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Domestic Goddess

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  1. Such wonderful pictures of your meals Hiroyuki! I'm glad that your wife is better and has been able to go out and be with you and your kids. I thought about you when I went to my local sushi shop here in my little town. I had a mixed set that had little octopus suckers/tentacles on the sushi rice. I am really curious how the firefly squid would taste like.
  2. Susan - thank you for holding my hand and guiding me through my first food blog. You were there for me and countless others when we blogged for eGullet and we couldn't have done it without you. Behind every great eGFood Blog is Susan aka snowangel. Maraming salamat, kamsamhamnida and thank you. If you ever need me to blog again, I will gladly do so in honor of you.
  3. SobaA - the simplicity of your salad is making me swoon. Of course, the breaking of the egg yolk adds to the mouthwatering quality of your dinner. Sigh.
  4. In the Philippines savory pies are called "Empanadas" which are really pocket pies. Empanadas can be made with chicken, beef or pork fillings. There are also curry fillings and even veggie ones made with cabbage and bean sprouts. The veggie empanadas are usually sold with a garlicky vinegar dip. If you want recipes, I can email them to you.
  5. Nakji - are you talking about the Sesame leaves kimchi (kkeanip kimchi) or the radish tops kimchi?
  6. Yeah, but isn't it fun to deconstruct the cage and the eating it after?
  7. Peter - even though I am in the middle f the throes of a bad bout of flu (come to think about it, is there any good ones?), your eel dinner really looks scrumptious. And the only sushi delivery place that serves eel chobab (eels over vinegared rice) is closed on a Sunday. On Mother's Day!!! *wails and sobs... I really need a bowl of that chawanmushi so bad.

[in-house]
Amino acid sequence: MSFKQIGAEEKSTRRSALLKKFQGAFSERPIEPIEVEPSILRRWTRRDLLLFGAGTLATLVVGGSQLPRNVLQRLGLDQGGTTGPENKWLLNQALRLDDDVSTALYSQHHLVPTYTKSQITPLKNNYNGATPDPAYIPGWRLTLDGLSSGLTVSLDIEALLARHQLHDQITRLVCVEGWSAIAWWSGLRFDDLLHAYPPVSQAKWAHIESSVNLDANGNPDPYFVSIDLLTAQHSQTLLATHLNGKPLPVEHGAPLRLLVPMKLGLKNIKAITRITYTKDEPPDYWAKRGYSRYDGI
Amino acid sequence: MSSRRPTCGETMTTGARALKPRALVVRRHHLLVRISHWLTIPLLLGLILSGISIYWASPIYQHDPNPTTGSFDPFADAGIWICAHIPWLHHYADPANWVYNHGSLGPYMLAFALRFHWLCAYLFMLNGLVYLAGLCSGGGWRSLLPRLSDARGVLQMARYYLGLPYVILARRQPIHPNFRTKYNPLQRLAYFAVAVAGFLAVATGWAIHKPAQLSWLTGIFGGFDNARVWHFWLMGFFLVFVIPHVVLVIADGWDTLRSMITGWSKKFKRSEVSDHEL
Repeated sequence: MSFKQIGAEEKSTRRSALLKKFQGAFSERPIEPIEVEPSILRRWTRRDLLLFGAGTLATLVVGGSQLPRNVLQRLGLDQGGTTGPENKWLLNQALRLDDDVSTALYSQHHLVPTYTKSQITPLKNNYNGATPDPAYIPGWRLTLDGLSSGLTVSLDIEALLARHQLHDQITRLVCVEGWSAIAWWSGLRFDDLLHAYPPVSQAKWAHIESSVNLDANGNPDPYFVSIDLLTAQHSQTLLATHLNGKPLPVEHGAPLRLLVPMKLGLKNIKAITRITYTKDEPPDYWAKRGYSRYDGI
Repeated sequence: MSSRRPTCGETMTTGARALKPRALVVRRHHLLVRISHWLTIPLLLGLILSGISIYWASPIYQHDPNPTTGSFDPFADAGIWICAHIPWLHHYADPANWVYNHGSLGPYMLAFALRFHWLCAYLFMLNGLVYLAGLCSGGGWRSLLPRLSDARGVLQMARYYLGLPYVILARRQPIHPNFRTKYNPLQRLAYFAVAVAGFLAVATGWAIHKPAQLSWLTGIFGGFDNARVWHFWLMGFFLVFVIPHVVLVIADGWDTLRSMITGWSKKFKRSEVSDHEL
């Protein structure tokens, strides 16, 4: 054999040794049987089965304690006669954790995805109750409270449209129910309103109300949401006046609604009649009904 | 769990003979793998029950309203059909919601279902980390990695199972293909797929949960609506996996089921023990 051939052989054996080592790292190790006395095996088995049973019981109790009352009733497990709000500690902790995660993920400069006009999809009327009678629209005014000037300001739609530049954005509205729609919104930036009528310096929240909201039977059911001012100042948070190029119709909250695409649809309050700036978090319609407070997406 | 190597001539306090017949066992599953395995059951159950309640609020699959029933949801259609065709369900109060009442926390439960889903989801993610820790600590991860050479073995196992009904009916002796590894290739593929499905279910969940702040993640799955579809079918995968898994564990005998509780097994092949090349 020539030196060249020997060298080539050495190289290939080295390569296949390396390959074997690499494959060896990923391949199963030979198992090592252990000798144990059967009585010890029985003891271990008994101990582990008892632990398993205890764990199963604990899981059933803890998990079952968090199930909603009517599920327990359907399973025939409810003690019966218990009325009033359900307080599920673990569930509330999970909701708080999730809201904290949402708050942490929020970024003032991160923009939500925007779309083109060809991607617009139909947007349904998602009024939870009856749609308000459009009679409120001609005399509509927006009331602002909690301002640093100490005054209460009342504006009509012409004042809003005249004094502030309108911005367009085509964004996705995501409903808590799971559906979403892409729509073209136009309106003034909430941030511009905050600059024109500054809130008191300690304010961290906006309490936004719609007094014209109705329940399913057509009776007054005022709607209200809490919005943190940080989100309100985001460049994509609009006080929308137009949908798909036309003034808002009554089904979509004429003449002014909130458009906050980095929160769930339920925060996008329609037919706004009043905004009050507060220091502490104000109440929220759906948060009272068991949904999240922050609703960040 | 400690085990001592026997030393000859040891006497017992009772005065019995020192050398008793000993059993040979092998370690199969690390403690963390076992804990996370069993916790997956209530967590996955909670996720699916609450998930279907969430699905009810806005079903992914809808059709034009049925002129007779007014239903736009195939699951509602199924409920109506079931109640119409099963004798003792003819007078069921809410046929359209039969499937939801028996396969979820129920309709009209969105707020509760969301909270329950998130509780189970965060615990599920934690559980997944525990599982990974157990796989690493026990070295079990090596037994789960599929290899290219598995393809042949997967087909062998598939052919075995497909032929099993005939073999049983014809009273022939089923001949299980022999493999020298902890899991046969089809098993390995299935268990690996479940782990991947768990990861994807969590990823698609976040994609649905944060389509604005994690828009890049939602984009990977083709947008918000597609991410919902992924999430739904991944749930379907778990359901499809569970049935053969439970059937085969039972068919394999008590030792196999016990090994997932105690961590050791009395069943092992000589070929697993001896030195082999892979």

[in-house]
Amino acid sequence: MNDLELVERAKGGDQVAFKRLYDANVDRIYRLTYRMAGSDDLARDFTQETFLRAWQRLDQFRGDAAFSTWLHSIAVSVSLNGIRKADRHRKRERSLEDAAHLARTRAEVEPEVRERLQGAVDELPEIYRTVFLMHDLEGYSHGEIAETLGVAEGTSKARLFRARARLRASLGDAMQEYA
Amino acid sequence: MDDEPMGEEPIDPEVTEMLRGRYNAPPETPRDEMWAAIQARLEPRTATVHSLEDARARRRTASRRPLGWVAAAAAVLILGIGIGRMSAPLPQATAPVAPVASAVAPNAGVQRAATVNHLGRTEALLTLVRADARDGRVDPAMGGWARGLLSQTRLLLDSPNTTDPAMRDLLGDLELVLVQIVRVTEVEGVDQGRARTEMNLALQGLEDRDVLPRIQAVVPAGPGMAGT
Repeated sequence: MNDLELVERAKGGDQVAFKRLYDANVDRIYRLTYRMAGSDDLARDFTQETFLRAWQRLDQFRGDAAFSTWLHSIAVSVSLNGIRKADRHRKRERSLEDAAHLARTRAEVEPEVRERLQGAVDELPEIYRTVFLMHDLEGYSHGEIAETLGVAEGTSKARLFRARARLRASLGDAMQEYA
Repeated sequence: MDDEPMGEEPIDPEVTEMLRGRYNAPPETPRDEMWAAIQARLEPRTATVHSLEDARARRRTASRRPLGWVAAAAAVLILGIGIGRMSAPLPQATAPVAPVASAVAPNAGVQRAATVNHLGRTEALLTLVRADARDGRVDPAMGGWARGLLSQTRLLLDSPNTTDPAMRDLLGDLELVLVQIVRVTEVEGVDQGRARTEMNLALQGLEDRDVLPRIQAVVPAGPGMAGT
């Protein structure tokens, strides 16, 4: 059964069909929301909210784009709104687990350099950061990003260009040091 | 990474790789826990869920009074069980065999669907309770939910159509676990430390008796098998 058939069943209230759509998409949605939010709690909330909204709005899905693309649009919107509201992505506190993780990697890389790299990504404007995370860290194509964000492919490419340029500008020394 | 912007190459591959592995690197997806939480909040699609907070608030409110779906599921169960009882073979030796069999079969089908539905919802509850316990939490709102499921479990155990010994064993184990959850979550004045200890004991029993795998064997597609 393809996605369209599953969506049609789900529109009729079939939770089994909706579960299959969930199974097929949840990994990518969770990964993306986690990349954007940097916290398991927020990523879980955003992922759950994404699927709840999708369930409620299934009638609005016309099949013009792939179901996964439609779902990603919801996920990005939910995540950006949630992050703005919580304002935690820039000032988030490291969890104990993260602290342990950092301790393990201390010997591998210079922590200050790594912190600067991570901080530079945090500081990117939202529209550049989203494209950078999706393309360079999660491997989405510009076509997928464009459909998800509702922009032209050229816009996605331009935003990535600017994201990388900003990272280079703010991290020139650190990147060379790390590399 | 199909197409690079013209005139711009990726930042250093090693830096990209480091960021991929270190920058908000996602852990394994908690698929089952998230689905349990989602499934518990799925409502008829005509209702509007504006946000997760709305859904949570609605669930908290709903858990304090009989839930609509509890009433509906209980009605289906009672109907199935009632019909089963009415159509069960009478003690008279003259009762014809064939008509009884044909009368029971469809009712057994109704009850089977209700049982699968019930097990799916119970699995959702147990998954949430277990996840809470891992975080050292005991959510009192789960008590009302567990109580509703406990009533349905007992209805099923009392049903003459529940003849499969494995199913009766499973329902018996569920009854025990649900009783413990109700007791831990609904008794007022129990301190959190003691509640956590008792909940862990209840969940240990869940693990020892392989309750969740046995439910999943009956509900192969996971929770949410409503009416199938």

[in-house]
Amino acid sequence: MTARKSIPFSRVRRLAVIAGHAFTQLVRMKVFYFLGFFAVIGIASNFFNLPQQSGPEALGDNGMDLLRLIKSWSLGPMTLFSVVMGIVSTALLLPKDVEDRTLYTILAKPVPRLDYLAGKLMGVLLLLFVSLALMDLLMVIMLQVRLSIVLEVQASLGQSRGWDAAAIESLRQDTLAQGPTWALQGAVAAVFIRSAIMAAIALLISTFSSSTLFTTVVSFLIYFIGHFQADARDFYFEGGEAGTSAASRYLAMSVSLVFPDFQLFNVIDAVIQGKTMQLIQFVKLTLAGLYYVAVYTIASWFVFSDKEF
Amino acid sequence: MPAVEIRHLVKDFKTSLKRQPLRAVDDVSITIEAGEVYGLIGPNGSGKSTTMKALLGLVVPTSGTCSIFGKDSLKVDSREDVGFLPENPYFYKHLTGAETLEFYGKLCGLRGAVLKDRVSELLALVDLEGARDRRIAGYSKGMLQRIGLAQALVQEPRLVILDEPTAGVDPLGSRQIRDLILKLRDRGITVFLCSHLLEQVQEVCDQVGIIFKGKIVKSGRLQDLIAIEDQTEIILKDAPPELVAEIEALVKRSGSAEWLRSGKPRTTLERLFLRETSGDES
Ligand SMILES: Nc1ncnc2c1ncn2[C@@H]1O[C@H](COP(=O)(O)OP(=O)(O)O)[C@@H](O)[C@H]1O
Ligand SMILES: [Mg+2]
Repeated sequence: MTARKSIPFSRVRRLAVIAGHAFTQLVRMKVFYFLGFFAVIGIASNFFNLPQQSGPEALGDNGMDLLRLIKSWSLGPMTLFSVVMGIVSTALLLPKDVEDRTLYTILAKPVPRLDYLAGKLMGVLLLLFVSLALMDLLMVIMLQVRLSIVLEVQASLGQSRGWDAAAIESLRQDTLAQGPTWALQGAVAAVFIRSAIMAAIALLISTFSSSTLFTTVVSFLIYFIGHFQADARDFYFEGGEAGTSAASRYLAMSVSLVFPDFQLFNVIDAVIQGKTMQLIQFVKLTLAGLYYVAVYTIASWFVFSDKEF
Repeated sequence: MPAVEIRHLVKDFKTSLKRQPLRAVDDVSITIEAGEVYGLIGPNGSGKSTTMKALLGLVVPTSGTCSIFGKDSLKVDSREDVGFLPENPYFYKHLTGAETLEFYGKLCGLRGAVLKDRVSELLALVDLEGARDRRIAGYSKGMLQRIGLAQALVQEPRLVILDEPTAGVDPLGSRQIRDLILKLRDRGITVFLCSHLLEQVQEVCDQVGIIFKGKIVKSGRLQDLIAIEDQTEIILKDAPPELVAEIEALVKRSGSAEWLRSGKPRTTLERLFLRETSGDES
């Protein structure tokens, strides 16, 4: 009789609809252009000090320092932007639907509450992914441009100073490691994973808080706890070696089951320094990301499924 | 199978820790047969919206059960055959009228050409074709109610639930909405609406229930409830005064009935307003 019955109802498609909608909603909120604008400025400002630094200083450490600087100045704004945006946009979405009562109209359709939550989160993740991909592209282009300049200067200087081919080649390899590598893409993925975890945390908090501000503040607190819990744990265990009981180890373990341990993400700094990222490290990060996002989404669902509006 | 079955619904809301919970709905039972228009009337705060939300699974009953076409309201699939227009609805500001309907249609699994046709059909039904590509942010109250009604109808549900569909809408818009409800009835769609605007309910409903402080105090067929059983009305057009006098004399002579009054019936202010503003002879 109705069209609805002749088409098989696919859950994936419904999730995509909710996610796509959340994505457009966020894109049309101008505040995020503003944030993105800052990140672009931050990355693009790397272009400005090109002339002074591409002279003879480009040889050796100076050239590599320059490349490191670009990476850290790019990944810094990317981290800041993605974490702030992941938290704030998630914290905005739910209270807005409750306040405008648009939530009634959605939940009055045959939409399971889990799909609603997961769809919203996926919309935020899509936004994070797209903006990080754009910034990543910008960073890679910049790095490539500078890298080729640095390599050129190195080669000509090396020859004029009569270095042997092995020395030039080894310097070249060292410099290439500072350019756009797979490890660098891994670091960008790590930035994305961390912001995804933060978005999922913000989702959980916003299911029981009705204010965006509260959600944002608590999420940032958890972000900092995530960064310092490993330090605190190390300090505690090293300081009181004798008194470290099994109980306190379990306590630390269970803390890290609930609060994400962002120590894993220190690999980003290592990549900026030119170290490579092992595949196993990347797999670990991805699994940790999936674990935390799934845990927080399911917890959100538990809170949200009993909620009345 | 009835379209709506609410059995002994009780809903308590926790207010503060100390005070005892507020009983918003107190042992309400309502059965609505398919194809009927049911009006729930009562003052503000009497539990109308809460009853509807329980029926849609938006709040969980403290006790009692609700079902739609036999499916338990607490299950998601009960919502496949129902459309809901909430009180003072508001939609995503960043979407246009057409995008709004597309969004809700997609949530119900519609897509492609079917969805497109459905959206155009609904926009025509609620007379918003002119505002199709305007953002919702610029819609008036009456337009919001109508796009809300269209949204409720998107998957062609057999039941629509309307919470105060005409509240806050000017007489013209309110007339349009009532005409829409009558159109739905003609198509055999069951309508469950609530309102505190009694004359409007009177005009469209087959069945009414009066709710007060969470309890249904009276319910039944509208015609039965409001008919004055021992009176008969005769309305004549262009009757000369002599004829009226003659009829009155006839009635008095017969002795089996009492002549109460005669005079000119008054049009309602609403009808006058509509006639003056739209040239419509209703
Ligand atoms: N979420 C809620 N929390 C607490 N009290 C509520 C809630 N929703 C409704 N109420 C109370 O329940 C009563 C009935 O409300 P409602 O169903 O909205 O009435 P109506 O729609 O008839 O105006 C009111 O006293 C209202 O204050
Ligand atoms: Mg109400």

8. Quote: "The street signs were a curiousity looking an awful lot like Buttercup from the PowerPuff Girls, but I’m pretty certain they predate that series." You know the PowerPuff girls!?? You, Peter, are officially in my cool books! (P.S. We are 3 sisters in the family, I was dubbed Buttercup, the tomboyish, aggressive violent one [Me violent? ]. My youngest sister was Blossom because she always tried to be the leader while the second to the youngest was Bubbles because she had a high shrill voice like Bubbles and was always the crybaby of the family.)
  9. Quote: "Feel free to work up your food to the desired flavoured, with a wide selection of chilis and pickles. The red chilis aren’t hot at all. Trust me." Not hot? A country that has bird chilis like the Philipppines (bird chilis were once in the Guinness book for being the world's hottest chili), those RED chilis are not hot? RIGHT. Quote: "And I haven’t even posted the pictures of the beer girls in the leather police outfits!" Hey I posted belly dancing girls in my Ceramic Festival report! You should um, do the same. (Out of topic: Peter, pssst! We will be going to this year's Ceramic Festival next week. Hope there will be more uh, unusual stuff like the aforementioned attraction).
  10. I was gonna say it looks remarkably like Filipino Puto (Steamed Rice Cake). Here's a recipe on Puto. Ingredients 2 cups White rice 1 1/2 cups Water 1 1/2 cups Granulated white sugar 3 tsps baking powder 1/2 tsp Salt Preparation Soak the rice for several hours, then grind and mash it until it resembles batter. Mix with sugar, baking powder, and salt. Pour into large muffin molds until the are 3/4 full, place them in a steamer for 1/2 hour. Turn the molds over, and garnish with coconut. My aunt had a puto business and this was her recipe.